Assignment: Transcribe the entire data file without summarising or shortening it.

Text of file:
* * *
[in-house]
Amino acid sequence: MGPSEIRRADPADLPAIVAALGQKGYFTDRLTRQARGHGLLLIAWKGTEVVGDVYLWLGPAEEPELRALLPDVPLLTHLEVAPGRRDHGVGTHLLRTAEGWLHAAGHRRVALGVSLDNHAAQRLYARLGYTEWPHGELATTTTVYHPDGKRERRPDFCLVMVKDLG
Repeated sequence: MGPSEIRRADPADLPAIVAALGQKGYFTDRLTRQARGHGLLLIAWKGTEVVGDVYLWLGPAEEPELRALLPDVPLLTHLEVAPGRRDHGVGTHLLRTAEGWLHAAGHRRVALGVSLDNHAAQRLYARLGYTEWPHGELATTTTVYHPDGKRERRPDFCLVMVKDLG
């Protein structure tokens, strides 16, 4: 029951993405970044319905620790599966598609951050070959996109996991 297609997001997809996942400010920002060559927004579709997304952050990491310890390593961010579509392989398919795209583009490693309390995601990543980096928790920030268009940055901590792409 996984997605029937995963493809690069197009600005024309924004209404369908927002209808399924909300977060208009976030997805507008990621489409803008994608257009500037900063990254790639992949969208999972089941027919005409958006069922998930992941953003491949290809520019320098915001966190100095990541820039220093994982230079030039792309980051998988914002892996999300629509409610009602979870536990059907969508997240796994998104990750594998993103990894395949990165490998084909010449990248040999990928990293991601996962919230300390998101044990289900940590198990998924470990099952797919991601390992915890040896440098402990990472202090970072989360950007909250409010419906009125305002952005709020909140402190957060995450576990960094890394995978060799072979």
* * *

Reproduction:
[in-house]
Amino acid sequence: MGPSEIRRADPADLPAIVAALGQKGYFTDRLTRQARGHGLLLIAWKGTEVVGDVYLWLGPAEEPELRALLPDVPLLTHLEVAPGRRDHGVGTHLLRTAEGWLHAAGHRRVALGVSLDNHAAQRLYARLGYTEWPHGELATTTTVYHPDGKRERRPDFCLVMVKDLG
Repeated sequence: MGPSEIRRADPADLPAIVAALGQKGYFTDRLTRQARGHGLLLIAWKGTEVVGDVYLWLGPAEEPELRALLPDVPLLTHLEVAPGRRDHGVGTHLLRTAEGWLHAAGHRRVALGVSLDNHAAQRLYARLGYTEWPHGELATTTTVYHPDGKRERRPDFCLVMVKDLG
């Protein structure tokens, strides 16, 4: 029951993405970044319905620790599966598609951050070959996109996991 297609997001997809996942400010920002060559927004579709997304952050990491310890390593961010579509392989398919795209583009490693309390995601990543980096928790920030268009940055901590792409 996984997605029937995963493809690069197009600005024309924004209404369908927002209808399924909300977060208009976030997805507008990621489409803008994608257009500037900063990254790639992949969208999972089941027919005409958006069922998930992941953003491949290809520019320098915001966190100095990541820039220093994982230079030039792309980051998988914002892996999300629509409610009602979870536990059907969508997240796994998104990750594998993103990894395949990165490998084909010449990248040999990928990293991601996962919230300390998101044990289900940590198990998924470990099952797919991601390992915890040896440098402990990472202090970072989360950007909250409010419906009125305002952005709020909140402190957060995450576990960094890394995978060799072979």